This broadened the appeal of the congregation as a place that nurtured the arts. It attracted new members who lived exceptional music. The choir expanded - was professional - and performed challenging music. Some members and members of the choir left bequests to the music program.
In MI especially there are a number of historic organs (fine instruments) that need extensive repairs. Leather bellows that need to be repaired or re-glued. Some have had minimal work done over decades. Encouraging people to train in organ restoration is key. It would cost close to a million dollars for some of these fine instruments to be restored.
What if someone who does this work spent summers traveling with a group of apprentices?
I realize I am addressing the passing on of an art form, of keeping these skills alive.
Once or twice a year I go to a "big church" to be filled with the experience of a fine instrument,well played. I feel the floorboards vibrate under my feet, and tears will probably slip down my cheeks. I am clergy with a good organist at one church, and a failing organist at the other, playing inexpensive electronic organs. They are willing, and we accept their gifts.
M - Yes but then clearly that means that this is not your livelihood. Serving God is a lovely thing - but so is being able to afford rent and groceries! I would think then, also, that an organist who plays in churches as their full time career is probably a higher caliber of performer, leader, and musician. Shame on you for trying to make professional musicians feel ashamed of earning a living!
In response to earlier comments about young people in local conversations: Allow me to plug Lutheran Summer Music (run by the Lutheran Music Program). I am an alum, and current music professor; many of my fellow alums are teachers, professional musicians, and yes, both church musicians and pastors. At a critical time, when I had not yet decided what role either music or the church would have in my life, it was a vital experience. Unlike many of the festivals and camps for young musicians, it was a serious and intensive place, but one that suited undecided folks like me well; you were not locked in a practice room. And also unlike many music festivals, there was a strong and dedicated program for organists, singers with a choral interest, and the other aspects of a life/career in music (and specifically church music) that are overlooked in most festivals, which tend to be more geared towards kids already aspiring to orchestral, conducting, or composition careers.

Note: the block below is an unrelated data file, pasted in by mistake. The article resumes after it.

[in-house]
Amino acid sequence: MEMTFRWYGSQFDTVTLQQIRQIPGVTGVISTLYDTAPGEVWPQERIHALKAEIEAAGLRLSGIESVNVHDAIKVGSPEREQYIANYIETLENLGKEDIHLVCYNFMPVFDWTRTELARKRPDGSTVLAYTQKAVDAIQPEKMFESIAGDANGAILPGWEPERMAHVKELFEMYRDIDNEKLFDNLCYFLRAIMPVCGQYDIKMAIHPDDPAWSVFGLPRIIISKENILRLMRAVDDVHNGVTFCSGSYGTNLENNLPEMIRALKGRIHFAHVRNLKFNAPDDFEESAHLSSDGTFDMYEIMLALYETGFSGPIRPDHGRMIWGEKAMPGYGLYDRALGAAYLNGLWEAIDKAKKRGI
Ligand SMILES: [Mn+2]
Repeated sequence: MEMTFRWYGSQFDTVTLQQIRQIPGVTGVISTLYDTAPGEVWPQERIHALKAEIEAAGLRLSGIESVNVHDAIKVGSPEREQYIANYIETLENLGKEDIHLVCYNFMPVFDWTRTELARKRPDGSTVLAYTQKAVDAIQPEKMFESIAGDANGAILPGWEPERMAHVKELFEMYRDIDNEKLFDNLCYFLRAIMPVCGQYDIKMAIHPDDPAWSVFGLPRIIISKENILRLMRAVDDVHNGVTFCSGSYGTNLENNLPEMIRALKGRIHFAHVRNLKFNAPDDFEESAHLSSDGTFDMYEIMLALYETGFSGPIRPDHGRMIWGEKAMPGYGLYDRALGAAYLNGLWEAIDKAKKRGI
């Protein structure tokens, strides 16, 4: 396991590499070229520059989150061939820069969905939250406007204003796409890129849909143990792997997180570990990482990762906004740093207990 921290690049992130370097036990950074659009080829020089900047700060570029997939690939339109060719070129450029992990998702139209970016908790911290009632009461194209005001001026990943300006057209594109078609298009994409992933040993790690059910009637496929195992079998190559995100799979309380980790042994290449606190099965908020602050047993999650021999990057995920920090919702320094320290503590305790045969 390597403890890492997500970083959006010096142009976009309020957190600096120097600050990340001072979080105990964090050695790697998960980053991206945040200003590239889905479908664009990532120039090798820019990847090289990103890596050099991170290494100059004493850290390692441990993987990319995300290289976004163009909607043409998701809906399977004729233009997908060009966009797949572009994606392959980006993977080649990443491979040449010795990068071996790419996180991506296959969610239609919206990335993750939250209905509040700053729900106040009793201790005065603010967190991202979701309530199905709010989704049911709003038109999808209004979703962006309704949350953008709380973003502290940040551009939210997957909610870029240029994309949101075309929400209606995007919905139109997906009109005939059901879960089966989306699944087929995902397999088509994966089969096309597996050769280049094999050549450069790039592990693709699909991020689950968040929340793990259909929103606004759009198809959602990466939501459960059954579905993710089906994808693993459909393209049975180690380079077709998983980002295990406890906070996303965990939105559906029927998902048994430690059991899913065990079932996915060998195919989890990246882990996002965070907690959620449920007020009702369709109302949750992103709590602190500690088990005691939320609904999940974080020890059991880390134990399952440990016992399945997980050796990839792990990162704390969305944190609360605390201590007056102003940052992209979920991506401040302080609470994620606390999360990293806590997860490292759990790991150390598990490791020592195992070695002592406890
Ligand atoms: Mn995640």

The first summer I went, I had to be strong-armed. A month? At a music camp? But it really was a life-changing experience.
I was a music education major in college in the early '70s, and organ was my primary instrument. In the 40 plus years since I graduated, there have only been a few years I didn't play on a regular basis. I have been the organist for a moderate sized Presbyterian Church in a small mid-western town for the past 30 years. For 11 of those years I was also the choir director. I am currently paid twice a month (which amounts to approximately $136 per week), and am allotted 2 vacation days and 2 sick days (paid) per year. I feel very fortunate to have a very supportive administrative staff and congregation.
Our greatest difficulty at this point is maintaining a dedicated choir. I believe there are several reasons for this, one of which is another major reason for difficulty in finding competent organists, and that is the increasing elimination of music education in the schools. Before public school music programs completely disappear, we have to find some way to impress on school administrators, the public. and most especially, government officials, the importance music plays in the development of the brain. There is no other school subject that utilizes both hemispheres of the brain, as well as what is commonly called the old brain, mid brain and new brain. Music enhances the ability of all those segments of the brain to work in harmony with each other. There is no other subject . . . bar NONE . . . that children study in school that has this capability. When schools don't see the importance of school music, it is a sure bet that most parents are not going to grasp the concept either.